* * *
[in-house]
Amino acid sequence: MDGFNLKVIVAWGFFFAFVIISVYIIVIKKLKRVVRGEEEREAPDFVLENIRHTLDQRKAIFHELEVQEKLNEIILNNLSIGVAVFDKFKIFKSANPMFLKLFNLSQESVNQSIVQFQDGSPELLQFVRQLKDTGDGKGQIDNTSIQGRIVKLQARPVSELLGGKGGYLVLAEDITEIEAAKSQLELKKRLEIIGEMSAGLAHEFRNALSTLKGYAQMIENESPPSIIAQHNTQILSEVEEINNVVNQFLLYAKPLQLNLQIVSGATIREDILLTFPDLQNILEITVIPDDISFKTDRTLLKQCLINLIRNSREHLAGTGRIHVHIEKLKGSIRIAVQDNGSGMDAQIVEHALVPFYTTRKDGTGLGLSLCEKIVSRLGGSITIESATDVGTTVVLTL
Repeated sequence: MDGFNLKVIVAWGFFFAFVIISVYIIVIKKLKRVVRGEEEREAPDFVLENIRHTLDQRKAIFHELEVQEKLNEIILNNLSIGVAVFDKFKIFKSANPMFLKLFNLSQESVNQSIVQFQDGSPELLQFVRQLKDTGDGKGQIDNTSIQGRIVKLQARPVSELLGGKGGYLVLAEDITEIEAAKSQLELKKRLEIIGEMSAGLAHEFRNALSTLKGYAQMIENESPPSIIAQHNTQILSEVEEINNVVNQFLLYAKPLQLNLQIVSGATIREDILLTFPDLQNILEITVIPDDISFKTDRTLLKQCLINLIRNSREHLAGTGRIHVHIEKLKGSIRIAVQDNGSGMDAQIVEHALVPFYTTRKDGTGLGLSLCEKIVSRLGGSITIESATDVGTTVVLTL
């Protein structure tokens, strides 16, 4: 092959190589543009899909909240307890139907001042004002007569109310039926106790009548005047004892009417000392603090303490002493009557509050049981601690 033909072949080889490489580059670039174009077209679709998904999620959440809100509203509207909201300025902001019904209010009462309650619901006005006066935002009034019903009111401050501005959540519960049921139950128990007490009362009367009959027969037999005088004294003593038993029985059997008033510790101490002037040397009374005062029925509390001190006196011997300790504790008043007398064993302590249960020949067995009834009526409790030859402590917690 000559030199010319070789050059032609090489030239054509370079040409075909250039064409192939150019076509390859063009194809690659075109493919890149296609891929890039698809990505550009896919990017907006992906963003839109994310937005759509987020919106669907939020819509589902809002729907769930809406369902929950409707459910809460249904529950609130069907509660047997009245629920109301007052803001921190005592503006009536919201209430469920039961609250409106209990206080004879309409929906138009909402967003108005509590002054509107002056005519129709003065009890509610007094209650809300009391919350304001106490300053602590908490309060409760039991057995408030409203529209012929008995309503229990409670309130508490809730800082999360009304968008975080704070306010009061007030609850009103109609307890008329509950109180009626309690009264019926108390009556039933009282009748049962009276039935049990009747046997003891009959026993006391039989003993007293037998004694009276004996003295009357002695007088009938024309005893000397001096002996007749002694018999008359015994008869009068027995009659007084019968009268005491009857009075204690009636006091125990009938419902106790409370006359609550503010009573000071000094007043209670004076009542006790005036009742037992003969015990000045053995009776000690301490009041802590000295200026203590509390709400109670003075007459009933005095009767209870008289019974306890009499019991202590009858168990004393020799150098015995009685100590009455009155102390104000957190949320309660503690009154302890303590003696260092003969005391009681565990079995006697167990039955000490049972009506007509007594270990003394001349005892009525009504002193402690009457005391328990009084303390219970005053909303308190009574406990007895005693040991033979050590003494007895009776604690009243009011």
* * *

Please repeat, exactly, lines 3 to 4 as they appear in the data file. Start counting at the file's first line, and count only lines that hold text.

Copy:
Repeated sequence: MDGFNLKVIVAWGFFFAFVIISVYIIVIKKLKRVVRGEEEREAPDFVLENIRHTLDQRKAIFHELEVQEKLNEIILNNLSIGVAVFDKFKIFKSANPMFLKLFNLSQESVNQSIVQFQDGSPELLQFVRQLKDTGDGKGQIDNTSIQGRIVKLQARPVSELLGGKGGYLVLAEDITEIEAAKSQLELKKRLEIIGEMSAGLAHEFRNALSTLKGYAQMIENESPPSIIAQHNTQILSEVEEINNVVNQFLLYAKPLQLNLQIVSGATIREDILLTFPDLQNILEITVIPDDISFKTDRTLLKQCLINLIRNSREHLAGTGRIHVHIEKLKGSIRIAVQDNGSGMDAQIVEHALVPFYTTRKDGTGLGLSLCEKIVSRLGGSITIESATDVGTTVVLTL
């Protein structure tokens, strides 16, 4: 092959190589543009899909909240307890139907001042004002007569109310039926106790009548005047004892009417000392603090303490002493009557509050049981601690 033909072949080889490489580059670039174009077209679709998904999620959440809100509203509207909201300025902001019904209010009462309650619901006005006066935002009034019903009111401050501005959540519960049921139950128990007490009362009367009959027969037999005088004294003593038993029985059997008033510790101490002037040397009374005062029925509390001190006196011997300790504790008043007398064993302590249960020949067995009834009526409790030859402590917690 000559030199010319070789050059032609090489030239054509370079040409075909250039064409192939150019076509390859063009194809690659075109493919890149296609891929890039698809990505550009896919990017907006992906963003839109994310937005759509987020919106669907939020819509589902809002729907769930809406369902929950409707459910809460249904529950609130069907509660047997009245629920109301007052803001921190005592503006009536919201209430469920039961609250409106209990206080004879309409929906138009909402967003108005509590002054509107002056005519129709003065009890509610007094209650809300009391919350304001106490300053602590908490309060409760039991057995408030409203529209012929008995309503229990409670309130508490809730800082999360009304968008975080704070306010009061007030609850009103109609307890008329509950109180009626309690009264019926108390009556039933009282009748049962009276039935049990009747046997003891009959026993006391039989003993007293037998004694009276004996003295009357002695007088009938024309005893000397001096002996007749002694018999008359015994008869009068027995009659007084019968009268005491009857009075204690009636006091125990009938419902106790409370006359609550503010009573000071000094007043209670004076009542006790005036009742037992003969015990000045053995009776000690301490009041802590000295200026203590509390709400109670003075007459009933005095009767209870008289019974306890009499019991202590009858168990004393020799150098015995009685100590009455009155102390104000957190949320309660503690009154302890303590003696260092003969005391009681565990079995006697167990039955000490049972009506007509007594270990003394001349005892009525009504002193402690009457005391328990009084303390219970005053909303308190009574406990007895005693040991033979050590003494007895009776604690009243009011």